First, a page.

Tracey Devereaux used to have the same sort of body insecurities as a lot of other women.
“I used to worry that I needed to lose more weight, that I wasn’t perfect,” the Queensland mum-of-seven remembers.
Then she nearly died.
It was early October last year, and the 38-year-old was on a rare “date night” with her husband Bruce in their home town of Gympie. Going through the KFC drive-through, Devereaux felt a sharp stomach pain. Before long, she’d been diagnosed with an aneurism on a vein in her stomach. She was rushed to hospital in Brisbane.
In a coma, with most of her bowel gone, wracked by infection, there seemed little hope she would survive. The surgeon advised her family to put her into palliative care.
Her husband had to tell their seven children – the youngest aged just three – that it was time to go into the hospital and say goodbye to their mother. They did.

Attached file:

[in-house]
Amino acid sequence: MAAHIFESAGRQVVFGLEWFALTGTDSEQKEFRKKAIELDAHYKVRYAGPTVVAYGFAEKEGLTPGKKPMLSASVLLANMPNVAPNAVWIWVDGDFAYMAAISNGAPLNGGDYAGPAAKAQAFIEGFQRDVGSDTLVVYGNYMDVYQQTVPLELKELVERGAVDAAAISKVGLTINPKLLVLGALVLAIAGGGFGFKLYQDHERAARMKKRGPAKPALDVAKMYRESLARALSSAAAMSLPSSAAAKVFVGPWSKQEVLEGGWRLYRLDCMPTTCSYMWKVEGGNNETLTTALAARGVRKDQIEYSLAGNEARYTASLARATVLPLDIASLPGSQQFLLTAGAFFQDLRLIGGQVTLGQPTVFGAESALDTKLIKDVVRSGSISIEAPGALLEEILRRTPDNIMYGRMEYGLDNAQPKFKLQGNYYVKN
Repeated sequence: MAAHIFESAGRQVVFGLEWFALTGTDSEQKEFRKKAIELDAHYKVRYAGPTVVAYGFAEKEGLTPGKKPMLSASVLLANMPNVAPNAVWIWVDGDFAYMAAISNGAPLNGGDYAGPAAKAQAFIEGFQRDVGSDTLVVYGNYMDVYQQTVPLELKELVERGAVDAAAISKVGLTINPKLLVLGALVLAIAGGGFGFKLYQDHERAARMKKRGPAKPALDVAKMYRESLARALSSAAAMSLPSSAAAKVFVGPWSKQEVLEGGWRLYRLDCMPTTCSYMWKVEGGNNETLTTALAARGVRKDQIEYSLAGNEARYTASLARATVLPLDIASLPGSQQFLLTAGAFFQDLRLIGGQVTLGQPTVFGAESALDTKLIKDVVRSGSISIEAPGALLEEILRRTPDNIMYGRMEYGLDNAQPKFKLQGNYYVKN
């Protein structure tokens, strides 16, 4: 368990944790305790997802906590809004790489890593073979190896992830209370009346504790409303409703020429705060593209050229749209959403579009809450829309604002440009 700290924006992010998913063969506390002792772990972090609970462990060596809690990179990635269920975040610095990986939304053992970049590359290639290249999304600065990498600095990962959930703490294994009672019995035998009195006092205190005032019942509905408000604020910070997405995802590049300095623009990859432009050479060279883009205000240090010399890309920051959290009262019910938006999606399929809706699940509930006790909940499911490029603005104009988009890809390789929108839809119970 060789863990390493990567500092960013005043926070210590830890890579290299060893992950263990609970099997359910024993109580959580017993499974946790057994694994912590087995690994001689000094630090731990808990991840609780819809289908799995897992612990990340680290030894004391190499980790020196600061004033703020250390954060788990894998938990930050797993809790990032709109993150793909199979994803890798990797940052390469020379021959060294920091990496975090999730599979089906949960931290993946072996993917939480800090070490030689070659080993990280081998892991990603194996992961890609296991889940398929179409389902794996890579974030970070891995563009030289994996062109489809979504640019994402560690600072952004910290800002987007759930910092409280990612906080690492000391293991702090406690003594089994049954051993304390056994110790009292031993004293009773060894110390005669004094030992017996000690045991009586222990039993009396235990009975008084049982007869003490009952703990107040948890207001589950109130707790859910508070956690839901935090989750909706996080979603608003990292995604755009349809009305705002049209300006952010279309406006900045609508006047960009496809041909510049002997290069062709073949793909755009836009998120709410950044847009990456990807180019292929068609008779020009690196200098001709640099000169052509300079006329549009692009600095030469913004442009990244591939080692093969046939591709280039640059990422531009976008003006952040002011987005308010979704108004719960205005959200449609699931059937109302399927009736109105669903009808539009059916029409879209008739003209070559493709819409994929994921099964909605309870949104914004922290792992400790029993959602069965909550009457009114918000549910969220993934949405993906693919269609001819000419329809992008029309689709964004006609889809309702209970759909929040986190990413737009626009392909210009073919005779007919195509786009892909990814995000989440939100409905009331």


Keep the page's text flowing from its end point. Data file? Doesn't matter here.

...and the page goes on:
"That night, remarkably, is the night they gave me some extra antibiotics, a higher dose than they would normally give, because I was dying anyway," Devereaux tells The Motherish. "And at that point I turned the corner."
After 22 days she came out of her coma.
"I couldn’t walk, I couldn't sit, I couldn’t talk for a while there because I still had a tube in my throat," she remembers.
Finally, after almost three months in hospital, and just before Christmas, Devereaux came home to her family.
"The day I checked out of hospital I saw my surgeon and he said to me, 'I don’t know how you’re here.'"
Devereaux had gone through 10 operations. Her stomach muscles had been pulled apart and a skin graft put over the top. There were hernias in her belly, making it look even more swollen. She had two stoma bags attached to her abdomen, in places where the surgeon didn't have enough bowel to sew it together properly.